MADELEINE BRAND, host:
In this country, a busy day today at the Supreme Court. The justices turned down without comment a challenge to President Bush's warrantless wiretapping. They also heard arguments in a case about age discrimination.
With us now is our legal analyst, Slate.com's Dahlia Lithwick. She was at the Supreme Court earlier today. And, Dahlia, I understand this is just one of several age discrimination cases before the court this term. Why so many?
Ms. DAHLIA LITHWICK (Legal analyst, Slate.com): It's a good question, Madeleine. I think that today's argument really showcased two little sort of boom-lets that we're seeing Supreme Court jurisprudence of late.
One is there's a big rash of age discrimination cases. There's going to be five cases this term that involved claims of age discrimination. I don't think that's deliberate. It just reflects a general trend, I think, of one the law is unsettled. We're trying to work it out. And there are just a lot more older workers in the workplace and these cases are arising.
The other little boom-let has arisen over retaliation cases. This is a case in which the question is not that someone was discriminated against on the basis of a minority status. They were discriminated against, so they say, because they complained. So these are sort of whistle-blower cases, slightly different from standard discrimination cases. And this is another area in which the Supreme Court has shown an unusual interest this term.
BRAND: And today's case involved a postal worker. So give us a summary of the arguments.
Ms. LITHWICK: She was a postal worker in Puerto Rico, and she claimed that a position that she wanted had been given to a younger, less experienced worker. So, as I said, she claimed both age discrimination and retaliation, that once she started squawking about it she was persecuted for that.
She lost in the lower courts, Madeleine, because the federal age discrimination statutes explicitly protect private sector employees from retaliation. They do not explicitly protect federal government workers. And so this case did not get her anywhere. And the question for the Supreme Court was whether to, in effect, extend the federal statute so that it mirrors the protections that are given to folks in the private sector.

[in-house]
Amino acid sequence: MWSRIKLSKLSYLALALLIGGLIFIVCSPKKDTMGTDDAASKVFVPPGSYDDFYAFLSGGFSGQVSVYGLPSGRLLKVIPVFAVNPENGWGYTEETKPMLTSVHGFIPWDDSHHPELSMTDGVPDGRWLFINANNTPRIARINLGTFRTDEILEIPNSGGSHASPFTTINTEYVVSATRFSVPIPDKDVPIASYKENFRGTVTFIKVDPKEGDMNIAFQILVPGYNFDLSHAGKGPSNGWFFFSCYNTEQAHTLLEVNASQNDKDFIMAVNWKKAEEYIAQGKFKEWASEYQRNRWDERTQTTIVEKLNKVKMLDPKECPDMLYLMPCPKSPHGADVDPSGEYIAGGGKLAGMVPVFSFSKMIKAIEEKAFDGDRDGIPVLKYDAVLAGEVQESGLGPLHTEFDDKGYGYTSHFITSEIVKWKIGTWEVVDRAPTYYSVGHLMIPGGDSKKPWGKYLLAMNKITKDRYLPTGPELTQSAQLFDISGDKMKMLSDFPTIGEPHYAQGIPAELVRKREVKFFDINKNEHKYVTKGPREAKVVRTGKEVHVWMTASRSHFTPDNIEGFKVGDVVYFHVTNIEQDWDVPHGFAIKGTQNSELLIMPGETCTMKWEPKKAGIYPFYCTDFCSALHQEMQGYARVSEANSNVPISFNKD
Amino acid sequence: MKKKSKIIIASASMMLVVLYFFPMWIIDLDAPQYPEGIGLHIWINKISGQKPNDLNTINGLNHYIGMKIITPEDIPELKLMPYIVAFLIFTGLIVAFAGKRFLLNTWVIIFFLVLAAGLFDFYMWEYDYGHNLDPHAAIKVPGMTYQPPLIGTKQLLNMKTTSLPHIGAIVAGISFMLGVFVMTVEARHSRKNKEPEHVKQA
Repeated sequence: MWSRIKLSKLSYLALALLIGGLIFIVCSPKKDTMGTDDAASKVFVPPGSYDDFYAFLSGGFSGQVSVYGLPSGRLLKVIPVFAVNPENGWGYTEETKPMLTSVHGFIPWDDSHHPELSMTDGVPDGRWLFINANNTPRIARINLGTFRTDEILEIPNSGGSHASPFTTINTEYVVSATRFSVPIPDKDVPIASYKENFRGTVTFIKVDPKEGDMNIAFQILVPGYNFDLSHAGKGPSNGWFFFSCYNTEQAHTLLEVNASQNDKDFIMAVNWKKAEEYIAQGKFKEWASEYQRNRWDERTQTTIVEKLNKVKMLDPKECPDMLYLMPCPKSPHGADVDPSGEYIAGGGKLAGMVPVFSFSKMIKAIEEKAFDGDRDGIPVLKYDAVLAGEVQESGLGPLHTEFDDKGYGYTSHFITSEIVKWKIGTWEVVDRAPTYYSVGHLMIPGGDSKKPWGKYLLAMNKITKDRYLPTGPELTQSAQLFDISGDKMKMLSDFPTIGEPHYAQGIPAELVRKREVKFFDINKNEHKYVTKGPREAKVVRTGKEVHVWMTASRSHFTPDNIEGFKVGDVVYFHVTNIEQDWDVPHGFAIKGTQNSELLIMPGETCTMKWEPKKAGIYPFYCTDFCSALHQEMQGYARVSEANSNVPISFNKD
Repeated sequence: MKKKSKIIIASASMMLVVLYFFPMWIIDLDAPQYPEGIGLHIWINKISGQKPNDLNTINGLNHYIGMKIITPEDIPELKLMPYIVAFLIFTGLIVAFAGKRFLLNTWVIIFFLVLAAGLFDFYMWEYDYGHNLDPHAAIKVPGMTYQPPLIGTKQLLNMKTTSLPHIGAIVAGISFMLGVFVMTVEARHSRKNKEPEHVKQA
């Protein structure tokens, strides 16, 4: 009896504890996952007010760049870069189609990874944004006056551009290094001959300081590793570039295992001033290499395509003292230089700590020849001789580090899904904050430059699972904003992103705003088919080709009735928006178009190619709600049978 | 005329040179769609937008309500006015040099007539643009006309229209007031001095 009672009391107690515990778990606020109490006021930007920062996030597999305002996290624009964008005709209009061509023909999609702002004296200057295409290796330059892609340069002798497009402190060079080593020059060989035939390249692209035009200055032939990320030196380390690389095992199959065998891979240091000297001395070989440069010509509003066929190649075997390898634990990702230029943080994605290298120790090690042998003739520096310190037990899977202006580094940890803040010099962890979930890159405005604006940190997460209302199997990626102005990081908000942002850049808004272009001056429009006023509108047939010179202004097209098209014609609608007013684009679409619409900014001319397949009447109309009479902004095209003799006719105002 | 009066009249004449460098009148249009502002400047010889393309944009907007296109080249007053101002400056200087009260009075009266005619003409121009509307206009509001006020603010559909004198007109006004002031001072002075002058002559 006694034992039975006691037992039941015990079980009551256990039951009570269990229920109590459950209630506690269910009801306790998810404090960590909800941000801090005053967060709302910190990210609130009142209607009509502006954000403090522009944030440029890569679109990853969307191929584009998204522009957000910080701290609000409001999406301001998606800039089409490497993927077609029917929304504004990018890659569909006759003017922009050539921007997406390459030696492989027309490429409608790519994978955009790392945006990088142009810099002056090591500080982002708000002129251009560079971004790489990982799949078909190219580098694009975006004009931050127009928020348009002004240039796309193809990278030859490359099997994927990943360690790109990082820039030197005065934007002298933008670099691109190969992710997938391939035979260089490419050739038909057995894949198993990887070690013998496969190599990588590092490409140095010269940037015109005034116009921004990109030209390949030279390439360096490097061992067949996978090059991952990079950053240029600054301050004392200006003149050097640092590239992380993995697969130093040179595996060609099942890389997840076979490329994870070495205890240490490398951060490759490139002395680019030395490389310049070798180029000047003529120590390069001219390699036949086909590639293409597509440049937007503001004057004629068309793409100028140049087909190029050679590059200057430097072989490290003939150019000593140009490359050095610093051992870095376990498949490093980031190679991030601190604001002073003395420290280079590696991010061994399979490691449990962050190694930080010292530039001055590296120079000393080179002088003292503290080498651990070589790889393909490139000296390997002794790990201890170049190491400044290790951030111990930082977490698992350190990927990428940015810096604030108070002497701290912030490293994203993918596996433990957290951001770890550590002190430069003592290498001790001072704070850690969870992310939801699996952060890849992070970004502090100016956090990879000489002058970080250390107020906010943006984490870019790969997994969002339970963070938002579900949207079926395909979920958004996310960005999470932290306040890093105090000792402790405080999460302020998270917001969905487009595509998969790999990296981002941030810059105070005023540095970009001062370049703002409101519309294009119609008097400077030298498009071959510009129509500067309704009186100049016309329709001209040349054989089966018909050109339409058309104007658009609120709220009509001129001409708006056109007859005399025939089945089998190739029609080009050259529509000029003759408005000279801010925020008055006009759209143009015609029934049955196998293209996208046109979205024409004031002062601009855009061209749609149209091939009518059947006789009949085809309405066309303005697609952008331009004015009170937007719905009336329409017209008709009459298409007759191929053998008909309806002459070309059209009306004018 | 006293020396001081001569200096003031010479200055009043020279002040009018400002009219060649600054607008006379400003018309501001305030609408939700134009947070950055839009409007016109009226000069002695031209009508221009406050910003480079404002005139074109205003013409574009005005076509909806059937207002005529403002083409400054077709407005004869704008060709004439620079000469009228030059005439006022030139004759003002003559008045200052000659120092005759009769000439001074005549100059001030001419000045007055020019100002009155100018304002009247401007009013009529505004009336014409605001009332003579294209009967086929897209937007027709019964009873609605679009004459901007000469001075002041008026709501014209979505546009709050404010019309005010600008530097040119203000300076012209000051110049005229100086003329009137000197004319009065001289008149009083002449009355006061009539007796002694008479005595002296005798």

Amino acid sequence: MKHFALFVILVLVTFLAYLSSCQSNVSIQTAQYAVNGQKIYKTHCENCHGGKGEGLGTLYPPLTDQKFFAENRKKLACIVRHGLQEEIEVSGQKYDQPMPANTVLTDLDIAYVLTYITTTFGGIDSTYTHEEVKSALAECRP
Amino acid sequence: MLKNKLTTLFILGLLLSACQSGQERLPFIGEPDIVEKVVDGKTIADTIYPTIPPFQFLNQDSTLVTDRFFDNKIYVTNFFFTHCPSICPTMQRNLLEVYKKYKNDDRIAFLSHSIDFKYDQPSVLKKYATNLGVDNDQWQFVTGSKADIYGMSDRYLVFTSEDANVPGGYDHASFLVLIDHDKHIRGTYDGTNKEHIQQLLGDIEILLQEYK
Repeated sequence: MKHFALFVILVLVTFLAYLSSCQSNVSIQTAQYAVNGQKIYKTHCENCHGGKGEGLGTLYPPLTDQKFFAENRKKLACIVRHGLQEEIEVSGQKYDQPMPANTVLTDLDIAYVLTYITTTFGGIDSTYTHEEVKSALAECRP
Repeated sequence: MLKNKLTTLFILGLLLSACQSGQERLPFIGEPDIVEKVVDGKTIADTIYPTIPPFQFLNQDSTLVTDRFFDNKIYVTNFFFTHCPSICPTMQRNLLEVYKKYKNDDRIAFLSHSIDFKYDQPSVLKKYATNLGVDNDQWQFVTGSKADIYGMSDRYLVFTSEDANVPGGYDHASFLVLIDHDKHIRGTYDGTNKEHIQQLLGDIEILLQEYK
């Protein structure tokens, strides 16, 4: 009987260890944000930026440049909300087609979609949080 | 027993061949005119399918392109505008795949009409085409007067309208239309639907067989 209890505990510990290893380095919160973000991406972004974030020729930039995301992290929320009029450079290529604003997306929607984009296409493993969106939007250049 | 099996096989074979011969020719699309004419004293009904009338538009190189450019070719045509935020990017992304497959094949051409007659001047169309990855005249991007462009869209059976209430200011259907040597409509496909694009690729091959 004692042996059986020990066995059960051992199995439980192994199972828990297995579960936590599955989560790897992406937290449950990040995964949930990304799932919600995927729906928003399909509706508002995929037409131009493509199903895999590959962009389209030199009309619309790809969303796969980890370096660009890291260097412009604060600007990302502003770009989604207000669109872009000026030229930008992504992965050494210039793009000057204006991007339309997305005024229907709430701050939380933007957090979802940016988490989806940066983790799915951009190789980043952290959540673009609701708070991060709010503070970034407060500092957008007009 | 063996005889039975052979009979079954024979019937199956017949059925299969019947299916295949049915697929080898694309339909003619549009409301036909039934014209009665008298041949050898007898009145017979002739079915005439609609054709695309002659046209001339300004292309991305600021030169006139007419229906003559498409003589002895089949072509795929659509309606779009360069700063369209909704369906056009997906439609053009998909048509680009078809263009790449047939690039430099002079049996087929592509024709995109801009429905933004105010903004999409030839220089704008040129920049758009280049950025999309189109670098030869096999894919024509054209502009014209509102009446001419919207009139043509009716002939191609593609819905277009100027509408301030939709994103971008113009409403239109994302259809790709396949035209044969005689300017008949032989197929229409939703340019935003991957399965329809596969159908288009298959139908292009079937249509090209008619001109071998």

BRAND: And what did her former employer say?
Ms. LITHWICK: Her former employer, the post office, said if Congress had intended to include federal workers with these protections they would've written the statute that way. So, so long. And they - the Solicitor General's office today argued that age discrimination is, quote, "materially different from sex and gender discrimination." And Congress just was somewhat less concerned about it.
BRAND: Now, all nine justices would be covered by any age discrimination law, I suppose, if they were out in the real world. So did you get a sense that they were sympathetic to her arguments?
Ms. LITHWICK: It was interesting, Madeleine. You saw very, very typical the sort of more conservative block of justices more sympathetic to the government's position. The more liberal justices - and I should add the older justices - tended to be more inclined to expand the civil rights statutes.
Although, they were equivocal about it, it was by no means a sharp right-left divide. The person who, as you know, always is in the middle, Justice Kennedy, did not speak today. And, as often is the case, his vote may be the only game in town. He did not tip his hand today.
BRAND: Okay. Quickly, Dahlia, let's go to that other case about the warrantless wiretaps. What does this mean that they turned down without comment a challenge to that?
Ms. LITHWICK: It essentially means that this is one more roadblock that the ACLU, who brought the suit, is going to face getting - sort of smoking out what it is that's happening with this Bush administration wiretapping program, because their entrance to the court - yet again - is blocked today by the Supreme Court.
BRAND: Dahlia, thank you.
Ms. LITHWICK: My pleasure, Madeleine.
BRAND: That's Dahlia Lithwick. She's our legal analyst and also legal analyst for Slate.com.
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